When it comes to selling multifamily real estate, there are many important factors to consider, but pricing may arguably be at the top of the list. Unlike residential real estate, the multifamily market is driven by the income a property makes and the potential return it offers investors. Buyers have investment strategies and guidelines that allow them to quickly determine how much they can pay for a property based on how much rent the property brings in and/or how much it could potentially make. So, why is it so important to price your apartment building correctly?
By not pricing a property correctly, owners are opening themselves up to a number of disastrous headaches. In Los Angeles, the multifamily market is hot! Everyone wants a piece of the action. Rents keep on going up, vacancy levels are almost non-existent, and the LA market seems to be indestructible. Owners are aware of all the eager buyers out there and if they decide to sell, want to get every last dollar they can. No one blames an owner for wanting to maximize the sale price of their building, but we also have to remind ourselves that these buildings are investments and at some point, the returns for the investor just don't make sense.
The condition of the market has made it difficult for real estate agents to present owners with honest valuations that the owner is satisfied with. Many times agents will overprice properties, get the listing and throw it on the market to see what happens. This is where the trouble starts!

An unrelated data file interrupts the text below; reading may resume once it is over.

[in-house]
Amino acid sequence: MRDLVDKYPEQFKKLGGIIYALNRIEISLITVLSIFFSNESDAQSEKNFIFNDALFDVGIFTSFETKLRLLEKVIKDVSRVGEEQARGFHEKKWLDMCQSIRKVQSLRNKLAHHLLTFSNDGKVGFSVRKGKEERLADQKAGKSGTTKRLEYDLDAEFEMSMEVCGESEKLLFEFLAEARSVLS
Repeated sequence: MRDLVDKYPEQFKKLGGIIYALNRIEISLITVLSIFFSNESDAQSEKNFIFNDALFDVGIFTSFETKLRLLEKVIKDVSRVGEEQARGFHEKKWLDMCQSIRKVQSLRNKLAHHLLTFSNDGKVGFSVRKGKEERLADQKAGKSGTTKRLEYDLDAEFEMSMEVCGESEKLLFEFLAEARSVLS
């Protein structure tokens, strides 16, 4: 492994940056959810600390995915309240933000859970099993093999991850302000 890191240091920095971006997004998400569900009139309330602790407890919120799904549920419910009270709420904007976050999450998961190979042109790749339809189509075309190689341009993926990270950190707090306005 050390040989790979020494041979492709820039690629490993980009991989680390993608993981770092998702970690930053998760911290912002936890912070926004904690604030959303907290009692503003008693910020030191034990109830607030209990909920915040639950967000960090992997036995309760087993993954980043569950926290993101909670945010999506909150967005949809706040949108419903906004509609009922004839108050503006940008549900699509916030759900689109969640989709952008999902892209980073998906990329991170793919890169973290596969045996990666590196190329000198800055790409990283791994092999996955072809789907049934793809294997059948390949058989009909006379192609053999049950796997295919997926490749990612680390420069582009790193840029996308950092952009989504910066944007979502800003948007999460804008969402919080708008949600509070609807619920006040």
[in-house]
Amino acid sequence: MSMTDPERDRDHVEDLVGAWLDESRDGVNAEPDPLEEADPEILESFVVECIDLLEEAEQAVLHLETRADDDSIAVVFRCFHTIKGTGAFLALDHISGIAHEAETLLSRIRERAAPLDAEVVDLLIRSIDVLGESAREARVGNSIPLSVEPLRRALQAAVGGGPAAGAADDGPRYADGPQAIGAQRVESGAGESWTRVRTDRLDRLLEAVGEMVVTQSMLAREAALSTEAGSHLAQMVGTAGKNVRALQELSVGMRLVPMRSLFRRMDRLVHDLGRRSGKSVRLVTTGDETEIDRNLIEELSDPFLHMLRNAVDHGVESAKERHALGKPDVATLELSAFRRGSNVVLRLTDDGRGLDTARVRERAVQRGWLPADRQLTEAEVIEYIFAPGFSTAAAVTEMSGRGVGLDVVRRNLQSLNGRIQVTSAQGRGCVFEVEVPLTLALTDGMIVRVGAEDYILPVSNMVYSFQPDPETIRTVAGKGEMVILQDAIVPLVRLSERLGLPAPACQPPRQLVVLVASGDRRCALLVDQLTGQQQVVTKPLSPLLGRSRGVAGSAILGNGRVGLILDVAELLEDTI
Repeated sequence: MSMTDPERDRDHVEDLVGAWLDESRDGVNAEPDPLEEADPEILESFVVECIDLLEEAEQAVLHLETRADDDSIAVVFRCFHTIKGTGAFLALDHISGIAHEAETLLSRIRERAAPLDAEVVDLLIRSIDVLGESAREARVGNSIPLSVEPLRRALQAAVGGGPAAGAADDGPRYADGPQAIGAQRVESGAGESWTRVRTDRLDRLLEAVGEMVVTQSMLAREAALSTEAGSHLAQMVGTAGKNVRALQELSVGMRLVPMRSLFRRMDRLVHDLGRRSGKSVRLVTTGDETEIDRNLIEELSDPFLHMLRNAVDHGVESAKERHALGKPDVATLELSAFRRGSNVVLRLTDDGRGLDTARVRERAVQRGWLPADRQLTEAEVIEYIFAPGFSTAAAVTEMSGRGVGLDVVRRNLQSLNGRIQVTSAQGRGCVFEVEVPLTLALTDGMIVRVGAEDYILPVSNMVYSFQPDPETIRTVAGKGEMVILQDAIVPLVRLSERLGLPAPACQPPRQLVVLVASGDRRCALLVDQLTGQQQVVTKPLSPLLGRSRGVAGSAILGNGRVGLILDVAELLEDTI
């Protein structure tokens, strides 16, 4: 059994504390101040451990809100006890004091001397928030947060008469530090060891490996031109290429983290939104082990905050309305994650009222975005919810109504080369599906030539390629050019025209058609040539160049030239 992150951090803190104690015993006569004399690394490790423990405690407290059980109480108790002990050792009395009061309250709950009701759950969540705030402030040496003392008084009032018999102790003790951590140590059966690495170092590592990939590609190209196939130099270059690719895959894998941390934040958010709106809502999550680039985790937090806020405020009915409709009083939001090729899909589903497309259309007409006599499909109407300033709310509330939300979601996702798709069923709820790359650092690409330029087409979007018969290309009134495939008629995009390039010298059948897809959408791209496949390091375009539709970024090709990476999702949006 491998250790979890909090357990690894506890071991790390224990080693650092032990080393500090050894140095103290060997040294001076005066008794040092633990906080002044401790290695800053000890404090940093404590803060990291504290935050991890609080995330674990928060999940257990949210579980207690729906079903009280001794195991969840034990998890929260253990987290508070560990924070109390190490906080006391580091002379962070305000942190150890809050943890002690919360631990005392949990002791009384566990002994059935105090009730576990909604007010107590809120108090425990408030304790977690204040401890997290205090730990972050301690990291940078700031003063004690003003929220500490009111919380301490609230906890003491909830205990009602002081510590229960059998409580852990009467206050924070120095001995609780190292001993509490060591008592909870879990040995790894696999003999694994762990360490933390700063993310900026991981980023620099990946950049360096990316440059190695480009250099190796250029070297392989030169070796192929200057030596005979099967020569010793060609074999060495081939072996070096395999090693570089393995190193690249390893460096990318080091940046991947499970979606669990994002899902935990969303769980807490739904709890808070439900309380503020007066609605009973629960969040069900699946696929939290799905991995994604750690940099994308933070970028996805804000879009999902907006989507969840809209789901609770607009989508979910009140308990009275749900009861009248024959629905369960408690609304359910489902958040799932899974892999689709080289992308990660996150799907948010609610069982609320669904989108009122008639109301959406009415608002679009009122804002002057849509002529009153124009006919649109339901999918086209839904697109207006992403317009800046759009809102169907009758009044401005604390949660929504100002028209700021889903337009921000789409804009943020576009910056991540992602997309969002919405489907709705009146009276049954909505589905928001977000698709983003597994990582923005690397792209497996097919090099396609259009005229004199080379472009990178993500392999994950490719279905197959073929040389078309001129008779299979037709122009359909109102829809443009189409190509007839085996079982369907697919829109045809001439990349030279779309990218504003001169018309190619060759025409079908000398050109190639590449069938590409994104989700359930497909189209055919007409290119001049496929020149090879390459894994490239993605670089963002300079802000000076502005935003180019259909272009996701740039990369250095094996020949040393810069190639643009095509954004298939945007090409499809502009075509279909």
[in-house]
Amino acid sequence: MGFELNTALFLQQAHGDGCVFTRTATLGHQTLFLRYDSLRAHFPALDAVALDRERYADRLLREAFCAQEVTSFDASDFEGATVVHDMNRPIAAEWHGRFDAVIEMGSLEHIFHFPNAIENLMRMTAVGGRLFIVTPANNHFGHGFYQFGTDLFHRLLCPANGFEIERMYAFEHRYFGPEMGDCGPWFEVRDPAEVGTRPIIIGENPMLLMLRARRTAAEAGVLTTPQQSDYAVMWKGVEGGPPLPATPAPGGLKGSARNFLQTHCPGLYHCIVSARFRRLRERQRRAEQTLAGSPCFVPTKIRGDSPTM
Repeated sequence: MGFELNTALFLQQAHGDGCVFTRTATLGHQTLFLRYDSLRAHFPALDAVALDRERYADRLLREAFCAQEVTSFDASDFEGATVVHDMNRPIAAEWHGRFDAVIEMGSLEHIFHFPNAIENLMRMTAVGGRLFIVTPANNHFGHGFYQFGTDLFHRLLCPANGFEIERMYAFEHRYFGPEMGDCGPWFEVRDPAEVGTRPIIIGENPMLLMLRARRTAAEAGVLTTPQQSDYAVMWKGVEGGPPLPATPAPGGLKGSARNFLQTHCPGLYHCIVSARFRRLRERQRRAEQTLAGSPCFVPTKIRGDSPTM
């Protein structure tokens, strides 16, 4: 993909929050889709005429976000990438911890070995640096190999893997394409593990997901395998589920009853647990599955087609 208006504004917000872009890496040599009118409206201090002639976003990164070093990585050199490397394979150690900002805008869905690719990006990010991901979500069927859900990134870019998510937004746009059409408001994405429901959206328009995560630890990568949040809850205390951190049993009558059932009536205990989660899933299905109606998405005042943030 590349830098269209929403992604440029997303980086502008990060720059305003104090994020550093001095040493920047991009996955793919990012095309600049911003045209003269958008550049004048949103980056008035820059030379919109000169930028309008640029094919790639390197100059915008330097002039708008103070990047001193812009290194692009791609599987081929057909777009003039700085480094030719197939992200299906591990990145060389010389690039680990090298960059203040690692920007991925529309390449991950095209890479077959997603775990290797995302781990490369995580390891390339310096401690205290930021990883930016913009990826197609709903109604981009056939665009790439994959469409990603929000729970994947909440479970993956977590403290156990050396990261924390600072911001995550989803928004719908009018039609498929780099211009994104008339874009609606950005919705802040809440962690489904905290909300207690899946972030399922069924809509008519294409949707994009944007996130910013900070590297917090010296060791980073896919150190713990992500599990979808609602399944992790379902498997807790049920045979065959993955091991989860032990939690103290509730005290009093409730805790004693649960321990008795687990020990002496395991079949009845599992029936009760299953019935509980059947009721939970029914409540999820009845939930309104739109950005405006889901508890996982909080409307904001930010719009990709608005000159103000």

Investors are out there to make deals happen so when most properties seem to be overpriced they come up with ways to work around it. One of the most common techniques we see today is when investors make "full price" offers and get the deal under contract. Now, that they have "control" of the deal, meaning they are in escrow and the seller is not allowed to accept any other offers, they can really figure out how much the property is worth to them. The seller gets excited that they are in escrow at full price, but little do they know, the investor has 0 intention on closing at that price. So how does that happen you ask? It comes in the form of a "Price Credit". Buyers will run their due diligence, inspect the property, and when it comes time to remove their contingencies they will hit the seller with a request for a huge price reduction. Usually, they justify it by saying they the building has many more needed repairs than anticipated.
At this point, the seller has a decision to make. Either deny the request and put the property back on the market, counter back with a more reasonable credit, or accept the full price reduction. Any way you look at it this is extremely disappointing to the seller. They have wasted valuable time, lost out on other interested investors, disturbed their tenants with inspections, and had to provide all their personal due diligence items about the property. All to come back down to a price that makes sense for the investor.
This is why pricing the property correctly, in the beginning, is so paramount to a successful transaction. At the end of the day, investment properties sell at a price that investors can make sense of them. Pricing needs to be logical and fact driven. Expectations need to be real and laid out from the beginning. By pricing properties correctly everyone wins. Deals get done quicker and with much higher success rates. Sellers do not need to go down the torments of unsuccessful escrows which result in them selling at lower prices than if it was done correctly from the beginning.